explicit instructional strategies to help them understand and think about ideas presented in class


strategies like graphic organizers and multiple approaches to learning about a concept. There is
some truth to th
is premise. But well
-
established research has demonstrated that
all

children benefit
from the strategies she suggests in her workshops. Payne is not wrong to promote them, but she did
not invent them and deserves neither the credit nor the financial remune
ration she receives for
suggesting common instructional practices to help low
-
income children.

What Do We Need to Know?

Instead of allowing ourselves to be misled about a culture of poverty, we need to critically examine
the culture of denial that has be
come institutionalized in our society and has caused the study of
poverty in the last 20 years to be more concerned with promoting a theory of individual culpability
than with addressing institutionalized inequities. We need to understand that the poor the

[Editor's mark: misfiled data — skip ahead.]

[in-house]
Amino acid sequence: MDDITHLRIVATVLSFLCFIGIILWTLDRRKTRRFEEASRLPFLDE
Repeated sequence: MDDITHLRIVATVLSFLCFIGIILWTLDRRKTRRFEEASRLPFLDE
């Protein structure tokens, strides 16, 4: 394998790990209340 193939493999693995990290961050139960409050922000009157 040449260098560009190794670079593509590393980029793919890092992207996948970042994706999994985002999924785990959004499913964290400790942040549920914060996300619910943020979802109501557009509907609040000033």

mselves are
not the problem; the problem is the fact that the poor do not have realistic opportunities to escape
from poverty.

The real answers aren't easy ones. They require us to work at all levels within the system and
outside of it as advocates and ch
ange agents for children and families. We need to work
collaboratively with organizations and political movements that fight for systemic improvement of the
lives of children and families in poverty and strive to ensure people's basic human rights to adequ
ate
food, housing, medical care, decent education, and an equal opportunity to succeed.

There are teachers who celebrate small successes with significant numbers of children from poverty
every day, against enormous odds. They remind us that existing answe
rs are not secrets we need
pay big bucks to learn. Their answers are free: It takes hard work and unwavering dedication. It takes
committed teachers and administrators willing to set high expectations and offer engaging curricula
that make strong personal
connections for their students. It takes schools where students are not just
prepared to take and pass standardized tests, but where they are taught how to play a conscious,
active role in society, how to recognize and combat racism and other institutional
ized inequities, and
how to work in pursuit of the dream of social and global justice.

Anita Perna Bohn (
apbohn@ilstu.edu
) is an assistant professor at Illinois State University.

Winter 2006